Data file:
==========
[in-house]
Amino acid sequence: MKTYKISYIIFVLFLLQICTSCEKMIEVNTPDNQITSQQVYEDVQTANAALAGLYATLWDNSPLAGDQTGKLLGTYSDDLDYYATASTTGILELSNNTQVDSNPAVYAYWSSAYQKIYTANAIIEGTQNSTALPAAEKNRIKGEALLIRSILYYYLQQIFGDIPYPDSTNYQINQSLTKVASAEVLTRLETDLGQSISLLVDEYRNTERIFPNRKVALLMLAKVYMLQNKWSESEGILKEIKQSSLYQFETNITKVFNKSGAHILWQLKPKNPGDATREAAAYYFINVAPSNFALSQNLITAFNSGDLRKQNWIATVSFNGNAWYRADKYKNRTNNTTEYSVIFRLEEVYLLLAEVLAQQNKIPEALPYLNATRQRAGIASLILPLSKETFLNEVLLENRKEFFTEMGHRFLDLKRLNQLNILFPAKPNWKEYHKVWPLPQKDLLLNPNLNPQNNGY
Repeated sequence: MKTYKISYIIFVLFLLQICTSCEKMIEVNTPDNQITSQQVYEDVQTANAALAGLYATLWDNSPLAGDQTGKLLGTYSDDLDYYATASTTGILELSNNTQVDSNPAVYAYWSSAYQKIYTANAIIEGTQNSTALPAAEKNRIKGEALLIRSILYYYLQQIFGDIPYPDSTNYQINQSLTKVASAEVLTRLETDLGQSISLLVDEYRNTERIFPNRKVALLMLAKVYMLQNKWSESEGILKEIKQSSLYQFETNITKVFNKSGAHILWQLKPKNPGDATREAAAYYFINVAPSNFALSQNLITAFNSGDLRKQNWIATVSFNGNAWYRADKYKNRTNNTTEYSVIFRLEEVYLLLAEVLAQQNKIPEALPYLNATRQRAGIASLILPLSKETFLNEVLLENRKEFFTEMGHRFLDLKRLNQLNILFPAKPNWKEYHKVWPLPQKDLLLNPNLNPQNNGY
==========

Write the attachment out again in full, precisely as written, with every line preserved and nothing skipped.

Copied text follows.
[in-house]
Amino acid sequence: MKTYKISYIIFVLFLLQICTSCEKMIEVNTPDNQITSQQVYEDVQTANAALAGLYATLWDNSPLAGDQTGKLLGTYSDDLDYYATASTTGILELSNNTQVDSNPAVYAYWSSAYQKIYTANAIIEGTQNSTALPAAEKNRIKGEALLIRSILYYYLQQIFGDIPYPDSTNYQINQSLTKVASAEVLTRLETDLGQSISLLVDEYRNTERIFPNRKVALLMLAKVYMLQNKWSESEGILKEIKQSSLYQFETNITKVFNKSGAHILWQLKPKNPGDATREAAAYYFINVAPSNFALSQNLITAFNSGDLRKQNWIATVSFNGNAWYRADKYKNRTNNTTEYSVIFRLEEVYLLLAEVLAQQNKIPEALPYLNATRQRAGIASLILPLSKETFLNEVLLENRKEFFTEMGHRFLDLKRLNQLNILFPAKPNWKEYHKVWPLPQKDLLLNPNLNPQNNGY
Repeated sequence: MKTYKISYIIFVLFLLQICTSCEKMIEVNTPDNQITSQQVYEDVQTANAALAGLYATLWDNSPLAGDQTGKLLGTYSDDLDYYATASTTGILELSNNTQVDSNPAVYAYWSSAYQKIYTANAIIEGTQNSTALPAAEKNRIKGEALLIRSILYYYLQQIFGDIPYPDSTNYQINQSLTKVASAEVLTRLETDLGQSISLLVDEYRNTERIFPNRKVALLMLAKVYMLQNKWSESEGILKEIKQSSLYQFETNITKVFNKSGAHILWQLKPKNPGDATREAAAYYFINVAPSNFALSQNLITAFNSGDLRKQNWIATVSFNGNAWYRADKYKNRTNNTTEYSVIFRLEEVYLLLAEVLAQQNKIPEALPYLNATRQRAGIASLILPLSKETFLNEVLLENRKEFFTEMGHRFLDLKRLNQLNILFPAKPNWKEYHKVWPLPQKDLLLNPNLNPQNNGY